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TitleNEPTUNE Canada: science, operation, and management
AuthorWang, K; Moran, K
SourceAdvances in Earth Science vol. 28, no. 5, 2013 p. 521-528, https://doi.org/10.11867/j.issn.1001-8166.2013.05.0521
LinksNEPTUNE Canada
Year2013
Alt SeriesEarth Sciences Sector, Contribution Series 20130048
PublisherScience Press
Lang.English
Mediapaper; on-line; digital
File formatpdf
ProvinceWestern offshore region
AreaMiddle Valley; Endeavour Ridge; Barkley Canyon; Folger Passage
Lat/Long WENS-131.0000 -124.0000 49.0000 45.0000
Subjectsmarine geology; tectonics; oceanographic surveys; oceanography; oceanic lithosphere; tectonic environments; tectonic interpretations; submarine features; sea floor spreading; seafloor topography; seabottom topography; ecosystems; NEPTUNE Canada
Illustrationslocation maps; flow charts
ProgramTargeted Hazard Assessments in Western Canada, Public Safety Geoscience
AbstractNEPTUNE Canada is the world's largest cabled seafloor scientific observatory and has been in operation since 2009. The system consists of a large network of instruments that are located at variable water depths and different oceanic and tectonic environments and continuously delivers data to researchers and the public via the internet. The establishment of NEPTUNE Canada is for the purpose of addressing scientific questions that are categorized into five themes: earthquake processes and plate tectonics, subsea geofluids, marine life and climate change, deep sea ecosystems, and engineering and information sciences. In order to promote international collaboration and accelerate scientific research to the maximum extent possible, the system makes its usage open to all researchers in the world and all its data freely accessible, in a fashion unprecedented in scientific history. Such a multi-disciplinary and fully open large system of complexity demands advanced governance and management as well as an excellent culture of scientific research.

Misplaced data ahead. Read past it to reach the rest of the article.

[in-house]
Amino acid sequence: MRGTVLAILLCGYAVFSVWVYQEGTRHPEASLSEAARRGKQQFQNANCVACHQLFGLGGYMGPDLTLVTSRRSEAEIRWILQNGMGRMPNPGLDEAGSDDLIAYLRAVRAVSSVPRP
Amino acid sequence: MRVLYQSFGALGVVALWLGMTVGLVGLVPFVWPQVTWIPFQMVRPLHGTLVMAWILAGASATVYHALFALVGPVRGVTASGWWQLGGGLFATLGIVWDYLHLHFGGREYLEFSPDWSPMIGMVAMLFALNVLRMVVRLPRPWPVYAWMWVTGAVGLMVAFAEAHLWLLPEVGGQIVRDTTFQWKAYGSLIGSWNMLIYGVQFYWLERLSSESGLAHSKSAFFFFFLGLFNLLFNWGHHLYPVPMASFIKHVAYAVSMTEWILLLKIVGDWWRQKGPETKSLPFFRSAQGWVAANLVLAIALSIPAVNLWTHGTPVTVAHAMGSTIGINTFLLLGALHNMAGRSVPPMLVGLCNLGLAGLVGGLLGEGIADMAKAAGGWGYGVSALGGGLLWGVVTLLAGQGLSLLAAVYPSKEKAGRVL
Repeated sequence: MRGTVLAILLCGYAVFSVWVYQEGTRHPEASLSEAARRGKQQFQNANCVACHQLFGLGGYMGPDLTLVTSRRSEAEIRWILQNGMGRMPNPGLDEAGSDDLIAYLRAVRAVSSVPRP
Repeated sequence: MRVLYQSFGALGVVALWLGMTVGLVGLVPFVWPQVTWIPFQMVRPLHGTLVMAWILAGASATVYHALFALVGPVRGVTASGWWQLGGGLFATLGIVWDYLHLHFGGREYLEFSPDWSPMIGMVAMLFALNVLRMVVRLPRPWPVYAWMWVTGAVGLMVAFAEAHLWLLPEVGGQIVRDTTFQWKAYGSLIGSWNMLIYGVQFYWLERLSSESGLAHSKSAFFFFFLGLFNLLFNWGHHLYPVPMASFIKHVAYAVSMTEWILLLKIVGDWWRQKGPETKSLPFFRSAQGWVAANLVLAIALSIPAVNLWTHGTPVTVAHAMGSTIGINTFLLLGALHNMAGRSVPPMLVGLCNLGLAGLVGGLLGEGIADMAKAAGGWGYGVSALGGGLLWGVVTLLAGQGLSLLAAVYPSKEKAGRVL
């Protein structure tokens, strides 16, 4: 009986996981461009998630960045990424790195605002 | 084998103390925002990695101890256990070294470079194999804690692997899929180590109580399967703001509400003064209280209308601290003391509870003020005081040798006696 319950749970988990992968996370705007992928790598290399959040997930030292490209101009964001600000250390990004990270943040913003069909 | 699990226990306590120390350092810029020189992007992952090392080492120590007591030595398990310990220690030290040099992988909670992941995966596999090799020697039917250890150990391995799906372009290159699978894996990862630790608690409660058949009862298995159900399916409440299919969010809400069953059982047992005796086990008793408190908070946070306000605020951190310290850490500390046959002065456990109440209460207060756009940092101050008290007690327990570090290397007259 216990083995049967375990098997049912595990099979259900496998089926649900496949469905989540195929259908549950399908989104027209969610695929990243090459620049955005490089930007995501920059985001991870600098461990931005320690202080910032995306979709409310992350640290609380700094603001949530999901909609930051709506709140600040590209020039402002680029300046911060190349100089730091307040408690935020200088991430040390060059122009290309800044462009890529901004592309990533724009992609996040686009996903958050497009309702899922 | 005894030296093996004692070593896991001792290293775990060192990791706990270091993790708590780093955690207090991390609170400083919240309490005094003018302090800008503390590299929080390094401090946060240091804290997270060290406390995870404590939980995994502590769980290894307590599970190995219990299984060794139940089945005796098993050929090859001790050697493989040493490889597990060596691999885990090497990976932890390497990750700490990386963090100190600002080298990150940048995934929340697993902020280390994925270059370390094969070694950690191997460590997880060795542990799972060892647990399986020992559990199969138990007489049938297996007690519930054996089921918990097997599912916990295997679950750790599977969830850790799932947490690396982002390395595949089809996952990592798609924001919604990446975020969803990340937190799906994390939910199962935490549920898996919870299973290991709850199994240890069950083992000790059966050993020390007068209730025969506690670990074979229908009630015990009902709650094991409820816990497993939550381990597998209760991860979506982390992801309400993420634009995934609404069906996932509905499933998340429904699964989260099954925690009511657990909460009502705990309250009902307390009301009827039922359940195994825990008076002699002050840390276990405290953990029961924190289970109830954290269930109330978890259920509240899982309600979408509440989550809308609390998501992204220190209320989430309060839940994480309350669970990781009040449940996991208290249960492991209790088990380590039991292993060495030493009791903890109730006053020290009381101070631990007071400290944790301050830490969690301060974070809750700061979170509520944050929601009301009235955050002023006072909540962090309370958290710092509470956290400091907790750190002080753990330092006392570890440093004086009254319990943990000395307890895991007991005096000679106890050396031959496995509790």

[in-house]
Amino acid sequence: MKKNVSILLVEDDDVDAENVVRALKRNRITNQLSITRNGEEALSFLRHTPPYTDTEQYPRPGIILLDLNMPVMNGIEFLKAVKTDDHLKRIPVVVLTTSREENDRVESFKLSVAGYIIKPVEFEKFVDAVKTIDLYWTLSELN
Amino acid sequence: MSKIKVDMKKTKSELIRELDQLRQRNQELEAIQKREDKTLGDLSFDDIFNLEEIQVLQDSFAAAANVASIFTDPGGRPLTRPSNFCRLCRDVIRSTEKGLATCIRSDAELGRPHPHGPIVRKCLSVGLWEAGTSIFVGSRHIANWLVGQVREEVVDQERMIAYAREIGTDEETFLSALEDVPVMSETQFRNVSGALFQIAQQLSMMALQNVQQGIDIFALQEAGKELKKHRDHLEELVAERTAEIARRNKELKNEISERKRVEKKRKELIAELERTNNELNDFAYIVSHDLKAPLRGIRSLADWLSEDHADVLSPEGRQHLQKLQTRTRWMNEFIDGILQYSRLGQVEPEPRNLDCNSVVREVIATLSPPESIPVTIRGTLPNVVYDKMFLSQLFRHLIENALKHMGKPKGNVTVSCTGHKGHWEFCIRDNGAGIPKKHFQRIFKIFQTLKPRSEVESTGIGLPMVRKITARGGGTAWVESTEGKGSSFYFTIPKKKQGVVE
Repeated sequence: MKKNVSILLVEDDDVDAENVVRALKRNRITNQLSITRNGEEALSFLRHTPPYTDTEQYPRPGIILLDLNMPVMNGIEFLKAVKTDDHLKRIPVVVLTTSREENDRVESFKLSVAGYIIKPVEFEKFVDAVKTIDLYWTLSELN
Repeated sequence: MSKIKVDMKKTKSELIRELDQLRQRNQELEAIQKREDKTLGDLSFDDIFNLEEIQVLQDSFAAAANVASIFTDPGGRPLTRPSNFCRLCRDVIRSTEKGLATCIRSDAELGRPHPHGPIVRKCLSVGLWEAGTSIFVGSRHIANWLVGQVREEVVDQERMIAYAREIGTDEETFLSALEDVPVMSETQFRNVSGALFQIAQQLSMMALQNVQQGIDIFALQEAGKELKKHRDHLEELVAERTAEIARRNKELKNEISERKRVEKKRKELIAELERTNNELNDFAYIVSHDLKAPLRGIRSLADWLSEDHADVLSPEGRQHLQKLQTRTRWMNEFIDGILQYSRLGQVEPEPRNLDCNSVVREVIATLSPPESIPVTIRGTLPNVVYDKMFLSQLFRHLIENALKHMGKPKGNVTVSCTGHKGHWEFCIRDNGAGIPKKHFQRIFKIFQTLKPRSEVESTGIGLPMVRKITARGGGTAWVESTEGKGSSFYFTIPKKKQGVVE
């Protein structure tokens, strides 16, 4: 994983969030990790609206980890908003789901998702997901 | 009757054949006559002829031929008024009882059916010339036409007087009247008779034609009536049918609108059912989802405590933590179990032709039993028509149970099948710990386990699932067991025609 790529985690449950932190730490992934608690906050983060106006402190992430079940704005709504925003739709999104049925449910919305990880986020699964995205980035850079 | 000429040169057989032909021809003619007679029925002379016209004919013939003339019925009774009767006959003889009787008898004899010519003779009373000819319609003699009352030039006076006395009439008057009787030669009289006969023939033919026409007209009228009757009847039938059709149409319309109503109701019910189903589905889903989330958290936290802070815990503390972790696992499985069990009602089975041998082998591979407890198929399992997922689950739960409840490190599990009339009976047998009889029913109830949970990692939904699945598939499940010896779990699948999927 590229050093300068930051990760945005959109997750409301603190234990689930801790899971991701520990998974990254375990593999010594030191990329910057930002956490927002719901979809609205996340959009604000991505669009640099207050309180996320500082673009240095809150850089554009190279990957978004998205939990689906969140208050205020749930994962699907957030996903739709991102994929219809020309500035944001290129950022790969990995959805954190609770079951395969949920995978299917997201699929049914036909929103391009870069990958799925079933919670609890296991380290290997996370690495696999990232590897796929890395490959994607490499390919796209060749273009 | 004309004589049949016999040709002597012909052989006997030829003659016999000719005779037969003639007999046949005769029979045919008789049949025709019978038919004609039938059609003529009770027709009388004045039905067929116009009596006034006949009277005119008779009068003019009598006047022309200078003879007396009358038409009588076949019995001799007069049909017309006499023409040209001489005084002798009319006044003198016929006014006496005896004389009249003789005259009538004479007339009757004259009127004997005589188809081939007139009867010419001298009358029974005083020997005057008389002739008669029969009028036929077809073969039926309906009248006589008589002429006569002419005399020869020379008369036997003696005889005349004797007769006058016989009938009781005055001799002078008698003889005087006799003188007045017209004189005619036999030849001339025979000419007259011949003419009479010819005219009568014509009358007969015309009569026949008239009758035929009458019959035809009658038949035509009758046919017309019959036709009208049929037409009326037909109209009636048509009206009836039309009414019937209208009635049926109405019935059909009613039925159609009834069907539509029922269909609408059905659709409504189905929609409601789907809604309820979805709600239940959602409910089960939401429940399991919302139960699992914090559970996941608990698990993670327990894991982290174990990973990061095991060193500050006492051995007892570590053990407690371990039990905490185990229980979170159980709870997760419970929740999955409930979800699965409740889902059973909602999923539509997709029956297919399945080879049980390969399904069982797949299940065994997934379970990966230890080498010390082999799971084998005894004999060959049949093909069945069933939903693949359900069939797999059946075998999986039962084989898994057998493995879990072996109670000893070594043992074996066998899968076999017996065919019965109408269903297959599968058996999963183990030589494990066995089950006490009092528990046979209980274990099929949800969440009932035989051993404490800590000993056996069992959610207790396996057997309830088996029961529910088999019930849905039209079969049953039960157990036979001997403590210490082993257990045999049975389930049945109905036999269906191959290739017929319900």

Summary(Plain Language Summary, not published)
This invited article introduces NEPTUNE Canada to the Chinese ocean and Earth science community. NEPTUNE Canada is the world's largest cabled seafloor scientific observatory and has been in operation since 2009. Its establishment is for the purpose of addressing scientific questions ranging from earthquakes and tsunamis to marine life and climate change. The system makes its usage open to all researchers in the world and all its data freely accessible. Such a multi-disciplinary and open system demands advanced governance and management as well as an excellent culture of scientific research.
GEOSCAN ID292574